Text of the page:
If someone displays these 10 behaviors, they’re really self-obsessed

If you’ve ever met really self-obsessed people you’ve probably observed the following behaviors:

Everything is about them and their status, looks and reputation. 

They can’t seem to go a single moment without holding a mirror to themselves and making everybody around them a satellite planet in their orbit. 

Here are some key behaviors to watch out for in self-obsessed people. 

1) They only get in touch when they need something

Self-obsessed people can get to the point where they’re borderline sociopathic. 

They don’t care about the emotions or interests of other people and only get in touch out of self-interest

This is sad to experience, particularly if this person is your friend or somebody you trusted. 

You think they want to talk to you or hang out due to friendship or having fun and it invariably turns out they want a favor. 


2) They constantly turn conversations to themselves 

When you’re talking with somebody who’s self-obsessed, it always comes back to one theme:


Whether that’s their problems, their interests, their jokes, or their plans, it always has that common denominator. 

It’s normal that we’re each the protagonist of our own story. 

But with a person who’s unhealthily self-obsessed it reaches a point where they just can’t seem to take any interest in other people. 

It’s all about them. All the time. 

And if the subject turns to something else they quickly try to steer it back to “Me-land” again. 

3) They refuse to consider the opinions of others

It’s not just turning a conversation to themselves that self-obsessed people engage in. 

They also refuse to consider the opinions of others. 

The most you’re likely to get is a “huh” or “meh” and then they move back into whatever they were saying or doing. 

Your opinions seem like static noise to this person and you might feel like you’re not being heard. 

To be quite honest, that’s usually true: it’s because you’re not being heard. 

4) They constantly post photos of themselves online

Social media and photo sharing has a lot of advantages and it can be nice to see what others are up to. 

But for somebody who’s self-obsessed this photo sharing becomes more of a one-sided exercise in posting photos of themselves. 

It’s all them all the time. 

Any friends who get in the frame are either cropped out or praised and mentioned because they’re with this self-imagined star.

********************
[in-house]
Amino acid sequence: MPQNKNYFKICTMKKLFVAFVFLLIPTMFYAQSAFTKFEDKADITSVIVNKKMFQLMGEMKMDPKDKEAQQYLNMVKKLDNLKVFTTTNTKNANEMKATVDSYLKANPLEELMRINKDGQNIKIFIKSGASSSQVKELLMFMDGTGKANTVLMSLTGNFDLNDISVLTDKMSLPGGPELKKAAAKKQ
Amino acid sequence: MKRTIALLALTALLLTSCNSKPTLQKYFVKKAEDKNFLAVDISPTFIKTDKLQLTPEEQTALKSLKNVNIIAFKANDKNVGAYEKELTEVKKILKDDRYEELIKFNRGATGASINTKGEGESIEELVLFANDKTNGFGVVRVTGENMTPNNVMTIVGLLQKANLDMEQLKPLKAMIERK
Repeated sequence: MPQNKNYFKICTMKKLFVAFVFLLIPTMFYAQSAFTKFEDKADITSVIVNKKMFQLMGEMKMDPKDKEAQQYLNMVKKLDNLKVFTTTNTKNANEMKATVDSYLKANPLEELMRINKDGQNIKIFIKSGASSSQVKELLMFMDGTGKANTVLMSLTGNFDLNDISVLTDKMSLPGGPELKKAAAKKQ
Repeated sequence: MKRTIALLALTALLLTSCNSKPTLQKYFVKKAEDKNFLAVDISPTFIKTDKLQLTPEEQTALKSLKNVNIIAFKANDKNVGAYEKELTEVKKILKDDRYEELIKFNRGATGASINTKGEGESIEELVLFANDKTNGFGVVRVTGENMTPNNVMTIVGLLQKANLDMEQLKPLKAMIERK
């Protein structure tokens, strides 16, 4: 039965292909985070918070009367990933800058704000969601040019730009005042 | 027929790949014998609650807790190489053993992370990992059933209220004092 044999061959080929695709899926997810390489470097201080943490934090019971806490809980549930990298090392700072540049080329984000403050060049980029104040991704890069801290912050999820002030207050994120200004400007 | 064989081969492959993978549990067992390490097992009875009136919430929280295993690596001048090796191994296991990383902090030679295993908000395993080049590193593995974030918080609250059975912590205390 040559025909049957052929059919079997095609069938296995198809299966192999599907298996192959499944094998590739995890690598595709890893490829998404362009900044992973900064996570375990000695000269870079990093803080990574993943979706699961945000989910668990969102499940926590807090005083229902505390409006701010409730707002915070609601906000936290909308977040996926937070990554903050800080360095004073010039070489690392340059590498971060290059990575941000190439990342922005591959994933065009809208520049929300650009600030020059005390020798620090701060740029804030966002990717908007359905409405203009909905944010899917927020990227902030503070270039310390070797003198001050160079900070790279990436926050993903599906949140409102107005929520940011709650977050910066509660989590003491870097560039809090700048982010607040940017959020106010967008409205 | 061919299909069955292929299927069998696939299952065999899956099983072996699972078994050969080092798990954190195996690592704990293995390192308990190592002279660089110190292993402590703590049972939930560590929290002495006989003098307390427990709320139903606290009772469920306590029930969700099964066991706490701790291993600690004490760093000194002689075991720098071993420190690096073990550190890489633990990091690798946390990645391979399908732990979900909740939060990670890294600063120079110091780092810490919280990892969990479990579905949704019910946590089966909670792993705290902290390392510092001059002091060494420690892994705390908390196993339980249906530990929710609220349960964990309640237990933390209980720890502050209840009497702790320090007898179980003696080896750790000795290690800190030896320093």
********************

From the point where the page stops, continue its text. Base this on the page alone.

It gets exhausting after a while dealing with people like this and it’s hard to describe in a very nice way. 

The most generous interpretation of people who constantly post photos of themselves is that they are immature and insecure

5) They blame every issue in their life on others

If someone displays these behaviors theyre really self obsessed 1 If someone displays these 10 behaviors, they’re really self-obsessed

People who are self-obsessed have a lot of issues with taking responsibility. 

They seem to imagine they are a royal, or that they can do no wrong. 

On the deeper level, this is often actually an insecurity about things out of their control. 

But it tends to manifest as pointing the finger

This is to blame, that is to blame. 

They lost the job because of X, the relationship ended because of Y. 

What’s it never because of? Them. 

Which brings me to the next point… 

6) They play the victim to get attention

Self-righteous and self-obsessed people find it very hard to go without attention and approval. 

They often play the victim to get what they want and manipulate others

It’s sad to see, but this behavior is extremely common among people who are obsessed with themselves. 

They feel like the ends (them getting what they want) justify the means (hyping up being a victim or acting sad to get attention, approval or agreement from others). 

Let’s be honest:

Nobody would play the victim if it didn’t work. 

It clearly can work sometimes, and when we’re a child or infant sometimes showing how sad or hungry we are is the only way to have our needs met and be noticed!

But the idea is to grow out of that and become self-sufficient and responsible for ourselves.